Trkulja was shot in the back in a Melbourne restaurant in 2004. As you’d expect, people wrote about it on the internet. Google provided access to that content through its search engine: web crawlers discovered web pages relevant to Trkulja, indexed them, and ranked them via its Google Search algorithms.
The result of those processes was that Trkulja was associated with some shady figures through Google search. A Google image search for his name would display Trkulja’s picture with those of Melbourne criminals. The results pages contained keywords like “melbourne criminals” and “melbourne underworld photos”.
Google’s autocomplete results would also cast him in a poor light, returning terms like “michael trkulja criminal” or “michael trkulja underworld”. The results page linked to content which described Trkulja as a “former hitman”.
Trkulja sued, claiming that this computer-generated material defamed him. Google argued that the claim was so weak that it should come to an end even before a trial. Victoria’s Supreme Court rejected Google’s argument.
But the Victorian Court of Appeal allowed Google’s appeal, agreeing that the claim had no prospect of success. It found that the ordinary, reasonable person would not understand that the search results conveyed “imputations” which damaged Trkulja’s reputation. In their view, ordinary people would understand that there may be a disconnect between the words you type into Google and the results that follow.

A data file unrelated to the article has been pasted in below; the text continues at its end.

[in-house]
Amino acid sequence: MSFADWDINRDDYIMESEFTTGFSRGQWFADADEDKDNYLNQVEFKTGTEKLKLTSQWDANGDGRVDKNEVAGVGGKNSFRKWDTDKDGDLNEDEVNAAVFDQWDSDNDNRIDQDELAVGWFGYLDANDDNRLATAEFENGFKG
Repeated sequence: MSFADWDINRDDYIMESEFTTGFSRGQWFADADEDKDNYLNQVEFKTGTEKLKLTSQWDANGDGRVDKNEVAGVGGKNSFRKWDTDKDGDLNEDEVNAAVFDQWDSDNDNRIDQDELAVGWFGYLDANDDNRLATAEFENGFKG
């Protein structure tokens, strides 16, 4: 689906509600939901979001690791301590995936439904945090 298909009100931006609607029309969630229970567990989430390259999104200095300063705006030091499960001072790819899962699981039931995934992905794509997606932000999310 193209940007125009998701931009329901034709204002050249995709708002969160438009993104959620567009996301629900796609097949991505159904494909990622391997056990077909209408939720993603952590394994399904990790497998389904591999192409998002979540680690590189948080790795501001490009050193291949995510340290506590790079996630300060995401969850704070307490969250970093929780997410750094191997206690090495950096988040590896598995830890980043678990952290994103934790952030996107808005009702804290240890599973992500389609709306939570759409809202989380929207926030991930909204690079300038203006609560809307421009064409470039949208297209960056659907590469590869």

On further appeal, the High Court unanimously decided that the Court of Appeal was wrong. At least some of the search results complained of had the capacity to convey the idea that Trkulja was associated with dodgy characters. Trkulja was given “the green light to sue” Google. Trkulja’s claim can now proceed.
Even before this case, you could sue Google for defamation
Like other foreign companies, Google is not immune to litigation because it is based overseas. On old principles, Google can be responsible for third party content which it “published” by sharing. It might have a defence of “innocent dissemination”, but perhaps not if the defamed person drew the problem to the company’s attention.